One of the well-known ways of welding, that is, ways of joining metals – is so-called arc welding. This procedure is performed by melting the so-called coated electrode and the basic metal – through which a connection will be established. That way, the desired metal parts will be joined. However, there are some arc welding procedures that are somewhat different. The difference is usually in the type of electrodes we are using for this purpose. So what electrodes should we use in arc welding? Here are some of the answers.
What Is Arc Welding And How Does It Work?
This is a process in which we use electricity as a source of power to heat certain metal parts that we want to connect. In practice, we can make a difference between the arc and electric-resistance welding. Arc welding belongs to the group of fusion weldings. The heat required to melt the base and auxiliary material is generated by an electric arc – generated between the auxiliary material, that is, the electrodes and the material we want to weld. A very high temperature is created in the zone of the electric arc – so the edges of the base material melt, as well as the additional material that fills the whole. That way, after cooling a welded joint is obtained.
Electrode welding is one of the most practical techniques for joining alloys and joints, but it is also the least effective. The process includes consumable electrodes that can be worked with both indoors and outdoors – and the welding process itself is quite simple. The weld is not protected by gas. Instead, the weld is protected by the electrode coating. This layer must be removed after the welding process is completed. Since it does not require shielding gas, electrode welding is a cheap way of welding and also a very popular one. It is also practical because the welder can easily switch from welding one type of material to another – just by changing the type of electrode.
The Electrodes We Can Use
The electrodes are considered to be conductors of electric current – which at the same time serves as additional material in arc welding. Today, in practice, we usually use bare or coated metal electrodes.
Depending on the type of electrode used and the method of protecting the weld from oxidation, arc welding can be:
- Carbon electrode welding
- Metal electrode welding
- Welding under shielding gas
- Welding under dust protection
Welding electrodes can best be described as coated metal rods. This coating stabilizes the electric arc and prevents oxidation of the weld. According to welding.com.au, If you want to get the right weld – you have to choose an electrode of the appropriate thickness.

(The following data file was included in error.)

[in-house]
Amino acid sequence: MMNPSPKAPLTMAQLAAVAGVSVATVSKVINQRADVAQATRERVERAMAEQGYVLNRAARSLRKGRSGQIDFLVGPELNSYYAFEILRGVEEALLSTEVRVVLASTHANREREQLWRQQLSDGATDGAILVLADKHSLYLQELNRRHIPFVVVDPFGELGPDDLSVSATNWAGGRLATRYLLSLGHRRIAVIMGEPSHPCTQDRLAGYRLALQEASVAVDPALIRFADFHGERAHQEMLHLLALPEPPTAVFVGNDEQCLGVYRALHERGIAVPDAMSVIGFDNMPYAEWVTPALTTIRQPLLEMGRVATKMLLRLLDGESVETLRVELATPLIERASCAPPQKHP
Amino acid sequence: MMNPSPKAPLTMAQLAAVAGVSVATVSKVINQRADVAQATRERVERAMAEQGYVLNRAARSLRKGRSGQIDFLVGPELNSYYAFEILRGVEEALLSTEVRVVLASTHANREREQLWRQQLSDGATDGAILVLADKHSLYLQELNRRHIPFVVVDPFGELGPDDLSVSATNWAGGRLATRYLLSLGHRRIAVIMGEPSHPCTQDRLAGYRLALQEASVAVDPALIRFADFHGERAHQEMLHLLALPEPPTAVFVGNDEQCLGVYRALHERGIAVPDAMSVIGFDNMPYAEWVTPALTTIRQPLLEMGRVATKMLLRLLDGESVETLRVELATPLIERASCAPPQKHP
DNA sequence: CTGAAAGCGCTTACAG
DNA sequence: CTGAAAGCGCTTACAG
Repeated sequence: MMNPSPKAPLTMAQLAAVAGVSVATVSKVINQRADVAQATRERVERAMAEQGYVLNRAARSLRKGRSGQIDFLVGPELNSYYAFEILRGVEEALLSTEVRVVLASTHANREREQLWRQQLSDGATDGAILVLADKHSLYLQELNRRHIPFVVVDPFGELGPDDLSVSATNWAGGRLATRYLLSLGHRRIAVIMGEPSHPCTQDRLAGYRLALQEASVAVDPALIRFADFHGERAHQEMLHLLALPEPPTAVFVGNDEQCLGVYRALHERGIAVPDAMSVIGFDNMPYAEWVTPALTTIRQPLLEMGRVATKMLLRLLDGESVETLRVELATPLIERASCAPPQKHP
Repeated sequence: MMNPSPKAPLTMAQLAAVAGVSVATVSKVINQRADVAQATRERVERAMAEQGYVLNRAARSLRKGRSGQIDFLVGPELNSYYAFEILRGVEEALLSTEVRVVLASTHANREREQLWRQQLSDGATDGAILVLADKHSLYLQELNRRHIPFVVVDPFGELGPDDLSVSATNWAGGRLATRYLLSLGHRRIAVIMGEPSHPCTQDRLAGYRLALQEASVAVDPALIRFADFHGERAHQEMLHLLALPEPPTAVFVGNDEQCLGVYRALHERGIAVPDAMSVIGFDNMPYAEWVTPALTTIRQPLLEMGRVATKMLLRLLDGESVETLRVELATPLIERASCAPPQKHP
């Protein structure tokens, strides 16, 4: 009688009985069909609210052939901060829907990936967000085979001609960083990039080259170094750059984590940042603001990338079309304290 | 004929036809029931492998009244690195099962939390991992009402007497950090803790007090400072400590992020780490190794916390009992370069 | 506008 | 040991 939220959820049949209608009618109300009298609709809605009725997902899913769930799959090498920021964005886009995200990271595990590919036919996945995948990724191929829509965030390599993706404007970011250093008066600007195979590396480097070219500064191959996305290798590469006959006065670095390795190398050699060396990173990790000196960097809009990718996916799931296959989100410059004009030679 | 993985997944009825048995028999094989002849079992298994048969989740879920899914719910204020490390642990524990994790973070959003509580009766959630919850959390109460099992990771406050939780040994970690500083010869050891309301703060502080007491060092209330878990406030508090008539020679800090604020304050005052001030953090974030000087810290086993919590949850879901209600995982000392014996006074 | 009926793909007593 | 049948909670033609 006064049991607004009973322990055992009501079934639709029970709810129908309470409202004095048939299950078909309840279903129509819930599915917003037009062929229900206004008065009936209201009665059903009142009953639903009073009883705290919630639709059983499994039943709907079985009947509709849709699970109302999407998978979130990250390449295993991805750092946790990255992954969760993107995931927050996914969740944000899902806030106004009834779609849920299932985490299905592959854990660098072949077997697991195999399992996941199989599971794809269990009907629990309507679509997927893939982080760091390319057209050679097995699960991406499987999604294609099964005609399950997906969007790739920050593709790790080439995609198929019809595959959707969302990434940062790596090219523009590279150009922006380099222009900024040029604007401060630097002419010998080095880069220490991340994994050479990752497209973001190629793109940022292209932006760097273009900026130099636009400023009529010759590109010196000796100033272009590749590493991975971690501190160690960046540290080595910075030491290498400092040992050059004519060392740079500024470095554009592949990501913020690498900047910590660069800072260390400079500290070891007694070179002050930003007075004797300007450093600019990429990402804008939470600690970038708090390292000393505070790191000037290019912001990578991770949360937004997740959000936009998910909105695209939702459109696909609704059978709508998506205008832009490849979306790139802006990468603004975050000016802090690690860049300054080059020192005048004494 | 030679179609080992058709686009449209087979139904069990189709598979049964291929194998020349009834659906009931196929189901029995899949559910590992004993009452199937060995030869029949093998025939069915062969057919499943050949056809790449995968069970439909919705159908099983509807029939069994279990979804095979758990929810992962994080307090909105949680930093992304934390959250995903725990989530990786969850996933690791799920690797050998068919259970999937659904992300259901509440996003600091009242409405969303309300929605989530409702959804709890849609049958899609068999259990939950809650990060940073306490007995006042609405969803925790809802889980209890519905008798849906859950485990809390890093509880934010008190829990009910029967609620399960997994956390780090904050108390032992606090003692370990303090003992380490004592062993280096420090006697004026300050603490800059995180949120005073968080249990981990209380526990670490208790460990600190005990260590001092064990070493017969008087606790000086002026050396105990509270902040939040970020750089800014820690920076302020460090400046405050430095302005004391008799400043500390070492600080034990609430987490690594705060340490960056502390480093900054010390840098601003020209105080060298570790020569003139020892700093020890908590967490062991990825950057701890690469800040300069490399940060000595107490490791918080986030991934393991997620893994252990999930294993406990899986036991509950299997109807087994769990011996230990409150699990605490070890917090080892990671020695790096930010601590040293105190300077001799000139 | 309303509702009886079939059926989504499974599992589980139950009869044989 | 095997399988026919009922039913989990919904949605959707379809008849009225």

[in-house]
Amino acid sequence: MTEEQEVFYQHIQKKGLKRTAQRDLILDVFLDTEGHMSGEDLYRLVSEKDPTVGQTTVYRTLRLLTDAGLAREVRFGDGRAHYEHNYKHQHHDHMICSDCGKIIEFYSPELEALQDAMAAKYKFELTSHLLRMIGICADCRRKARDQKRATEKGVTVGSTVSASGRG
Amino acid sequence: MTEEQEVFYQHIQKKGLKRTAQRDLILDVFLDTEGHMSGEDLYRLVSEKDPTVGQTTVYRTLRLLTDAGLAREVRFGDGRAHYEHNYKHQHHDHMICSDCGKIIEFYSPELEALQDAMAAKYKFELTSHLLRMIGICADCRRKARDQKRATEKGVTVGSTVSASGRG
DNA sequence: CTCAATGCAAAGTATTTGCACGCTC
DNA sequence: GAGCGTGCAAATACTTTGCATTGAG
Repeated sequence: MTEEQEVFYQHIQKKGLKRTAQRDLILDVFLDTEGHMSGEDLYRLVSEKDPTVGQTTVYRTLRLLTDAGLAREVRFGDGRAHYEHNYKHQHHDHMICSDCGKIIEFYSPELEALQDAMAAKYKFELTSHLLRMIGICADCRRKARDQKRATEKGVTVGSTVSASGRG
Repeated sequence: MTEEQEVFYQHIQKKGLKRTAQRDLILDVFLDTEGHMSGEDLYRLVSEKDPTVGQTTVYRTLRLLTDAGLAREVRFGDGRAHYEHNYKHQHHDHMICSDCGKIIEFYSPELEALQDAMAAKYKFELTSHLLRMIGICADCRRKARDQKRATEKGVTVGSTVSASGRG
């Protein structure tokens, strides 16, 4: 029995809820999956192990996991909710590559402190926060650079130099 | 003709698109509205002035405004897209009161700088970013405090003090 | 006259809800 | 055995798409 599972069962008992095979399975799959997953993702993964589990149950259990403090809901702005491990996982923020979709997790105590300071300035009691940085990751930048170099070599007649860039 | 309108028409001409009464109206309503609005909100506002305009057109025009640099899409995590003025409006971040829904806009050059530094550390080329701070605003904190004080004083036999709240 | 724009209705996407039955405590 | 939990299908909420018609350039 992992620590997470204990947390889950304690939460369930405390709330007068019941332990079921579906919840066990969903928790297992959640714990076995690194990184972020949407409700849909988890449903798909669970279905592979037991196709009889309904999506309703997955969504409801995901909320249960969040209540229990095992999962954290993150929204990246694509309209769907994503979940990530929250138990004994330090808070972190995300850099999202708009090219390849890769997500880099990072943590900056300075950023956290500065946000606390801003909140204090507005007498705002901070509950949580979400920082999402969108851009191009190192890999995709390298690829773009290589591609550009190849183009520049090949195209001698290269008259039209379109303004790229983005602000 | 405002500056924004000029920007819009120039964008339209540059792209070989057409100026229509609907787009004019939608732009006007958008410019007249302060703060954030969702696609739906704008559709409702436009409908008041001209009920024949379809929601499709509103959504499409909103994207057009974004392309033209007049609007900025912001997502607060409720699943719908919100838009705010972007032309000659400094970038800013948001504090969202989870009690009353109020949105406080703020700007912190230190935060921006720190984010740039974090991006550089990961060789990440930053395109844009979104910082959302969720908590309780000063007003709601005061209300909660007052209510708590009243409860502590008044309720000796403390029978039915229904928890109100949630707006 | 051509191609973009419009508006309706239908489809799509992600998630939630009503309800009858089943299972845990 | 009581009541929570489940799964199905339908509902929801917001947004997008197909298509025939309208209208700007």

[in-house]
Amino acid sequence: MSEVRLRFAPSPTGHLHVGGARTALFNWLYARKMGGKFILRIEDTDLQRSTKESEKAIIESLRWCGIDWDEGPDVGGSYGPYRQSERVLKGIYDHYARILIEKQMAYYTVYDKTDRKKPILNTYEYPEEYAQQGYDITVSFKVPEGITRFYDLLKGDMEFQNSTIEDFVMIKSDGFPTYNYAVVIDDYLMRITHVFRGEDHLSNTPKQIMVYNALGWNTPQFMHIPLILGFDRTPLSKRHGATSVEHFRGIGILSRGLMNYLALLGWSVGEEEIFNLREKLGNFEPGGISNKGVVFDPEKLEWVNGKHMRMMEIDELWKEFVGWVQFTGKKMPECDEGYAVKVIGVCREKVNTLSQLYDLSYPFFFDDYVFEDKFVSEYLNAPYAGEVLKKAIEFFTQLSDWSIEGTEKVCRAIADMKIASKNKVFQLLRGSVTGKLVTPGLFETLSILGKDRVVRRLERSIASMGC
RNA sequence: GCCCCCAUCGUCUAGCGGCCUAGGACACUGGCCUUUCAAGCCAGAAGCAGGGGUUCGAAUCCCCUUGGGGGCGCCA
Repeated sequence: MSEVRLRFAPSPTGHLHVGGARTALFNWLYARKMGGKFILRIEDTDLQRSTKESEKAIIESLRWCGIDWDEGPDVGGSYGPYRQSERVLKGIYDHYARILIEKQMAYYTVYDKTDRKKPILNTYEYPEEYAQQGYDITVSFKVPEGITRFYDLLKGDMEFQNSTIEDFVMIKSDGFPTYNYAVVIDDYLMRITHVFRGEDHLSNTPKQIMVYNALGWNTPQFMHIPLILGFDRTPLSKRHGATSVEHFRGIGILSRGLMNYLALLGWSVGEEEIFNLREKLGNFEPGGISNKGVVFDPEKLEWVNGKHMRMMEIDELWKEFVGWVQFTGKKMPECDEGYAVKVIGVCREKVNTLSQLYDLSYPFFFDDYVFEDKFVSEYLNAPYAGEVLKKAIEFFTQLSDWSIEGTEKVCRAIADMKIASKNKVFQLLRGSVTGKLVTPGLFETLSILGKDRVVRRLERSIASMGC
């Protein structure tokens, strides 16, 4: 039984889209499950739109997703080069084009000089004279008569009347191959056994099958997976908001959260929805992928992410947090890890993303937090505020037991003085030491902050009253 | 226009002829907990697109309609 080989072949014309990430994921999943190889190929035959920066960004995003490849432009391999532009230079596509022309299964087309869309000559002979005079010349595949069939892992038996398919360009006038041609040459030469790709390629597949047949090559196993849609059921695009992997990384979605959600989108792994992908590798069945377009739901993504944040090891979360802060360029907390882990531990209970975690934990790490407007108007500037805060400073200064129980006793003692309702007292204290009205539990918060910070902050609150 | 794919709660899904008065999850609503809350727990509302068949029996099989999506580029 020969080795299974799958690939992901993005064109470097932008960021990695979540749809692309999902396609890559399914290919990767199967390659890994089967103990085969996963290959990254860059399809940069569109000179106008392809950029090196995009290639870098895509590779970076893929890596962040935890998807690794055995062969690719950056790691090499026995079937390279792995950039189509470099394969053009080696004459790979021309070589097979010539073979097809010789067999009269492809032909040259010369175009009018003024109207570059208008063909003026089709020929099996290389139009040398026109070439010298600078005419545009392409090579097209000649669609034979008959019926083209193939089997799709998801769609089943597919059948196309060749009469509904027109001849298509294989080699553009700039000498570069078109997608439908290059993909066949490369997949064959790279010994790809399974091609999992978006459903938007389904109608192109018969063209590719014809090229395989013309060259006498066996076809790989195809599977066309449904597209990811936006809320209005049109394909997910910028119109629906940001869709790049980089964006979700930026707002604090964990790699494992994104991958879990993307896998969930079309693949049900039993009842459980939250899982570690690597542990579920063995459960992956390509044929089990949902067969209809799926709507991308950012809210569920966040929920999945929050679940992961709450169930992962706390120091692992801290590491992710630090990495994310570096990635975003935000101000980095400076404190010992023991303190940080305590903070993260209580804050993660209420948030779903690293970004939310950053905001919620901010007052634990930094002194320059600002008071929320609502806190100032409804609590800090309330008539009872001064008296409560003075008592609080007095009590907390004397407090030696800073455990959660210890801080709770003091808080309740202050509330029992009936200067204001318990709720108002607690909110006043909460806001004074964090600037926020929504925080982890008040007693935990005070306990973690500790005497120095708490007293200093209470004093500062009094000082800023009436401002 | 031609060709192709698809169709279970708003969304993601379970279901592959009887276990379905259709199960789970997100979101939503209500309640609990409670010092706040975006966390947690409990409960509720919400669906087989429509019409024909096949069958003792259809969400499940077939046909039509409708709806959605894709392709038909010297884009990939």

The Thickness Of The Electrodes
The thickness of the electrode depends on two things:
- current strength
- the wall thickness of the material
Fortunately, choosing the right diameter electrode is not that difficult. On most welding machines, you will find a table or markings of which electrode thickness you need to use – depending on the current. It is not difficult to satisfy the second condition as well. Just measure the wall thickness of the material you intend to weld. The diameter of the electrode in this case should be equal – or slightly smaller than the material. In case you set the correct electrode thickness paired with a certain current strength, but the electrode still sticks to the metal – you will have to minimally amplify the current and try again. If lumps form around the weld – it means that the current is too strong, and you will have to reduce it. In the end, it’s all a matter of practice.
Types Of Coated Electrodes
One of the main parameters of welding electrodes is their coating, that is, its composition.
Electrodes with rutile coating
These electrodes include mixed coated conductors based on rutile. These are the most popular electrodes and are easy to ignite. Used with AC and DC in any position.
It is typically used for DC welding. They provide a flexible seam, but are difficult to ignite and are very sensitive to moisture.
As with rutile-coated products, they are used for converters, but in this case, the work must be done in a well-ventilated area.
Manual arc welding involves the use of a welding transducer. The components for this appliance must be dry and not damaged. They are selected for the type of converter – concerning the technical characteristics of this device. The weight of one electrode for each brand is different – depending on the materials used.
Different Types Of Arc Welding
Arc welding as a process has a wide range of applications. For example, it is used in production welding, surfacing, and repair welding of most metallic materials. However, due to its economy, it is used to perform shorter welds – usually not thicker than 20 mm of butt welds – and shorter angular joints of smaller thickness. In addition to the manual electrode arc welding process – there are several manual fusion wire arc welding processes. For example, manual arc welding with fusible wire under a protective powder. Also, a manual arc welding with fusible wire inactive gas shielding or manual TIG welding, etc.
Pros And Cons of Electrode Welding
Manual arc welding with a coated electrode has until recently been used more than all other procedures combined. It was due to the simple handling and relatively low cost of the device – as well as the quality of the weld. Its wide application is also contributed by the fact that the restrictions regarding the shape of the object, the type of material, as well as the welding positions – are smaller than all other welding procedures. On the other hand, due to some shortcomings of the procedure – in recent times, other arc procedures are increasingly used instead. The main disadvantage is low productivity due to frequent electrode replacement. Also, we have complicated and long-lasting training of welders, flashing light – and harmful gases caused by combustion.